Gil Shaham created his own recording label, Canary Classics, in 2004 so that he can choose the music he wants to record and the companions with whom he wants to perform it. In this case, he and David Zinman respond on an exceptional level to the intensity and urgency of Elgars big concerto, relishing their informed give-and-take and emphasizing momentum and substance while absolutely avoiding anything that might smack of indulgence. What a vital and rewarding piece it is, after all, when brought off as it is here, without a single phrase that leaves the performers or the listener less than fully and happily engaged.
To report that this performance is alive is by no means merely to acknowledge that it was made during an actual concert (in February 2007), but that can hardly escape notice, because there is applause at the end. This continues to be a matter of some controversy, as live recordings become more and more frequent. There are those who feel that including the applause preserves the feel of a live event; others, however, feel that one of the tradeoffs offered by recordings is a level of intimacy that is a valid option to the participatory atmosphere of "being there," and that the celebratory response that makes the audience part of the event in the hall becomes just a nuisance that breaks the mood for the solitary listener at home.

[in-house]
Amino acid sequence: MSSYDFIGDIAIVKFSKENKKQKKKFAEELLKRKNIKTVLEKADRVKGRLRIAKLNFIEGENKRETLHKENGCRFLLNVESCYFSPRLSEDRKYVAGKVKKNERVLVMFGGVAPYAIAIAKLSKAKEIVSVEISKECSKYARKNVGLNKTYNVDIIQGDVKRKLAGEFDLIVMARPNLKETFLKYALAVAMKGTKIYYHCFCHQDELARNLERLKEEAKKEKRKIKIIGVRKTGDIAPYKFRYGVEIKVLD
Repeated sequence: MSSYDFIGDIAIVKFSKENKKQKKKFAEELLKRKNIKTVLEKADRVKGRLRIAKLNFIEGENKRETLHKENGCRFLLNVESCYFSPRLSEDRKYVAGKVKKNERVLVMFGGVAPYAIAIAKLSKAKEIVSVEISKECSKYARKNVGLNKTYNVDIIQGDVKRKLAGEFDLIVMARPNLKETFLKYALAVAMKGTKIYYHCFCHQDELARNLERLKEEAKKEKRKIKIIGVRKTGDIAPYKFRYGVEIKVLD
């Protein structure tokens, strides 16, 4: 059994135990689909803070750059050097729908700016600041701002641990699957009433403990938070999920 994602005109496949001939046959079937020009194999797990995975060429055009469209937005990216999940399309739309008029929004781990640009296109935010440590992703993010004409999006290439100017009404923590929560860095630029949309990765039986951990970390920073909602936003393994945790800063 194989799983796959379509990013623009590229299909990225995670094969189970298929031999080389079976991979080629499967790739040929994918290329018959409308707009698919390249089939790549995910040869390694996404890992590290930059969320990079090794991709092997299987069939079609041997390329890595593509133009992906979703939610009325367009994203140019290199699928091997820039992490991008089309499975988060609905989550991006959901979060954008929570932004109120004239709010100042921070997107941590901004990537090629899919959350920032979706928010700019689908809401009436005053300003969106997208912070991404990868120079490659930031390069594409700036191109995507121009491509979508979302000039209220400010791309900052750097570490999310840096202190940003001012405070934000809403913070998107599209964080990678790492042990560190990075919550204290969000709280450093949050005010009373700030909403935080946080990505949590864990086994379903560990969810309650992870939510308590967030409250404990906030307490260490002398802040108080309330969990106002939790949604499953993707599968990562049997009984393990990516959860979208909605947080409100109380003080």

Personally, Id have preferred this exceptionally persuasive performance without the applause, but it is exceptionally persuasive, and the recorded sound itself conveys both its warmth and its vigor superbly.
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